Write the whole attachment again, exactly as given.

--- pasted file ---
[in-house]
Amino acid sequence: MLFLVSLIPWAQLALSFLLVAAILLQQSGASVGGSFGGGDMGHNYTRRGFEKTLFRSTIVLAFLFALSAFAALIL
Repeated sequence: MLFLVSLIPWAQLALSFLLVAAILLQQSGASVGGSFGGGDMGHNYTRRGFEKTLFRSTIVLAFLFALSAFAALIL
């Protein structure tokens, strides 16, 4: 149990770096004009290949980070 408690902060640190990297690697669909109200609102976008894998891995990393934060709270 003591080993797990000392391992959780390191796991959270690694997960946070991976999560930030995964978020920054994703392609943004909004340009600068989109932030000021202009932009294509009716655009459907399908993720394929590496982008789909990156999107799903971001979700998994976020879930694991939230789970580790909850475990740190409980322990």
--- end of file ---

[in-house]
Amino acid sequence: MLFLVSLIPWAQLALSFLLVAAILLQQSGASVGGSFGGGDMGHNYTRRGFEKTLFRSTIVLAFLFALSAFAALIL
Repeated sequence: MLFLVSLIPWAQLALSFLLVAAILLQQSGASVGGSFGGGDMGHNYTRRGFEKTLFRSTIVLAFLFALSAFAALIL
């Protein structure tokens, strides 16, 4: 149990770096004009290949980070 408690902060640190990297690697669909109200609102976008894998891995990393934060709270 003591080993797990000392391992959780390191796991959270690694997960946070991976999560930030995964978020920054994703392609943004909004340009600068989109932030000021202009932009294509009716655009459907399908993720394929590496982008789909990156999107799903971001979700998994976020879930694991939230789970580790909850475990740190409980322990």